A wonderful aspect of human life is our ability to discover and add to the library of knowledge built by the Poetic Justice Warriors of the past. For social justice warriors, not so much. Their pleas and methods haven’t changed in over two hundred years. But let’s give credit where its due. We normally associate social justice with remedies for socio-economic class disparities, but this isn’t true. Its much more enterprising than that. Anything that can be associated with “through no fault of their own” is fair game.
Frederic Bastiat alluded to this phenomena with The Candlemaker’s Petition, in 1830, which demanded economic protection from sunlight, but it took economist and Poetic Justice Warrior Dr. Thomas Sowell to expand on this idea, name it, and dedicate a book to it in 1999 – The Quest for Cosmic Justice. Much like economist Friedrich Hayek’s observation that all justice is social, Sowell explains that “rules and standards equally acceptable to all are often deliberately set aside in pursuit of social justice. The two concepts are mutually incompatible.”
The quest for cosmic justice expands the focus to innumerable segments of the population, living and dead, and disregards the interests of the individuals who nevertheless pay the price.
As Sowell explains, “the dangers of errors increase exponentially when we presume to know so many things and the nature of their complex interactions.”
Cosmic justice seeks to make more just the undeserved misfortunes arising from the cosmos, as well as from society. It seeks to produce cosmic justice, going beyond strictly social justice. The only clear-cut winners are those who believe in the vision it projects.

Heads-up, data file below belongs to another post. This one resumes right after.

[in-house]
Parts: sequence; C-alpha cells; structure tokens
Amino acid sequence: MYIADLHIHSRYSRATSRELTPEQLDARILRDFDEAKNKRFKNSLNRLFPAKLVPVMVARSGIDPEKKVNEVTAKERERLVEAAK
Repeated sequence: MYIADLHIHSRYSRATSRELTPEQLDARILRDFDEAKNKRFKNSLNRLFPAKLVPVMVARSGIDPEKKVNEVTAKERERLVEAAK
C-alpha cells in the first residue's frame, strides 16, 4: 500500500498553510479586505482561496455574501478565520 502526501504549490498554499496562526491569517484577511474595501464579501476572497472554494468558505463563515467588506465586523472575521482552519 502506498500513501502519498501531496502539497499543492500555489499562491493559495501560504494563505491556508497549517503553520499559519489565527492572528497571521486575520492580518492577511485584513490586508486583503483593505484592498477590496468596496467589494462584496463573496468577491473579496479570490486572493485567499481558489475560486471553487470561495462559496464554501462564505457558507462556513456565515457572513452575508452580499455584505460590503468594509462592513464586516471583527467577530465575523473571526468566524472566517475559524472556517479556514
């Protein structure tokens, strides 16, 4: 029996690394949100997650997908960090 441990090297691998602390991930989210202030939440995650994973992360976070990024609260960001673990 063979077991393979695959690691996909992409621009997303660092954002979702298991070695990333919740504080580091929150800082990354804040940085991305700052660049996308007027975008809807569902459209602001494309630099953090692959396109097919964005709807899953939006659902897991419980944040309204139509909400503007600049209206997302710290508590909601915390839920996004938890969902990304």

In a complex and changing society, this is hubris. And the cosmic overlords have no skin in the game. Musical satire impresario Frank Zappa describes purveyors of cosmic justice in his song Cosmik Debris, “The mystery man came over. And he said I’m outta sight. He said for a nominal service charge, I could reach nirvana tonight.” Sowell might explain the nominal service charge as “to lose what is attainable in the quest of the unattainable.” Zappa asks, “I said look here brother. Who you jiving with that cosmik debris?”
Not only does “cosmic justice encompass individuals and groups, but also group abstractions extending over generations, or even centuries. How easy it is to go wrong, by huge margins, when presuming to take into account complex historical influences.” For example,
There has been a particularly tragic consequence in the quest for cosmic justice for young black Americans. If the vision presented to them is true, why study and discipline yourself in preparation for the adult world if the deck is stacked against you anyway?
Here Zappa describes the cosmic allure of dependency and victimhood: “With the oil of Aphrodite, and the dust of the Grand Wazoo. He said you might not believe this, little fella. But it will cure your asthma too.” But not only are preference groups damaged, so are the aspirations of those who fall into groups to be sacrificed. Sowell gives specific examples of these effects and generalizes, “Individuals may cease to strive as hard for posts that they are less likely to get or may remove themselves from the whole of society.” Zappa asks the cosmic tribalists, “Now what kind of a guru are you, anyway? Look here brother, don’t waste your time on me.”
From the Modern to The Postmodern Era
Like Frederic Bastiat before him, Dr. Thomas Sowell is renowned for his ability to explain the important principles of contemporary events using plain language. According to economist Donald Boudreaux, “Sowell’s explanation of why traditional justice is better than cosmic justice is second to none. It is vintage Sowell: brilliant, sparkling, and germane.”
When the overlord responds, “But I got the crystal ball, and held it to the light,” Zappa ends the tale, “So I snatched it, all away from him. And I showed him how to do it right.” Sowell then shows us how to do it right starting with,